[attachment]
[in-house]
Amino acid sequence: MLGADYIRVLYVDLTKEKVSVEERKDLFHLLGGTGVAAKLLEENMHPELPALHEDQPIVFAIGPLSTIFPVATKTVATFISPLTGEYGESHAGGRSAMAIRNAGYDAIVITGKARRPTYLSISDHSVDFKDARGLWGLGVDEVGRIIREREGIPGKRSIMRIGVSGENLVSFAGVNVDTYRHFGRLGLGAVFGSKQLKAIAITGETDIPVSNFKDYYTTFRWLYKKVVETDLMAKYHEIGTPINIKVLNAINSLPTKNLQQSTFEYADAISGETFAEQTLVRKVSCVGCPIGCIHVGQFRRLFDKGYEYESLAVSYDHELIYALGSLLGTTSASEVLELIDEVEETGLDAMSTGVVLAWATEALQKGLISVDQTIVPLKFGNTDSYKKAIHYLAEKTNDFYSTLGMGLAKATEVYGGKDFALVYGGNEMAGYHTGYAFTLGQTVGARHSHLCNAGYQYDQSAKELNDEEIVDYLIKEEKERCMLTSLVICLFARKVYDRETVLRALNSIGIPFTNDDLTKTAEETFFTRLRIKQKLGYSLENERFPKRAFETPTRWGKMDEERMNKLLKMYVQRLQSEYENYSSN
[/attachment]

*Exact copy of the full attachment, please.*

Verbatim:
[in-house]
Amino acid sequence: MLGADYIRVLYVDLTKEKVSVEERKDLFHLLGGTGVAAKLLEENMHPELPALHEDQPIVFAIGPLSTIFPVATKTVATFISPLTGEYGESHAGGRSAMAIRNAGYDAIVITGKARRPTYLSISDHSVDFKDARGLWGLGVDEVGRIIREREGIPGKRSIMRIGVSGENLVSFAGVNVDTYRHFGRLGLGAVFGSKQLKAIAITGETDIPVSNFKDYYTTFRWLYKKVVETDLMAKYHEIGTPINIKVLNAINSLPTKNLQQSTFEYADAISGETFAEQTLVRKVSCVGCPIGCIHVGQFRRLFDKGYEYESLAVSYDHELIYALGSLLGTTSASEVLELIDEVEETGLDAMSTGVVLAWATEALQKGLISVDQTIVPLKFGNTDSYKKAIHYLAEKTNDFYSTLGMGLAKATEVYGGKDFALVYGGNEMAGYHTGYAFTLGQTVGARHSHLCNAGYQYDQSAKELNDEEIVDYLIKEEKERCMLTSLVICLFARKVYDRETVLRALNSIGIPFTNDDLTKTAEETFFTRLRIKQKLGYSLENERFPKRAFETPTRWGKMDEERMNKLLKMYVQRLQSEYENYSSN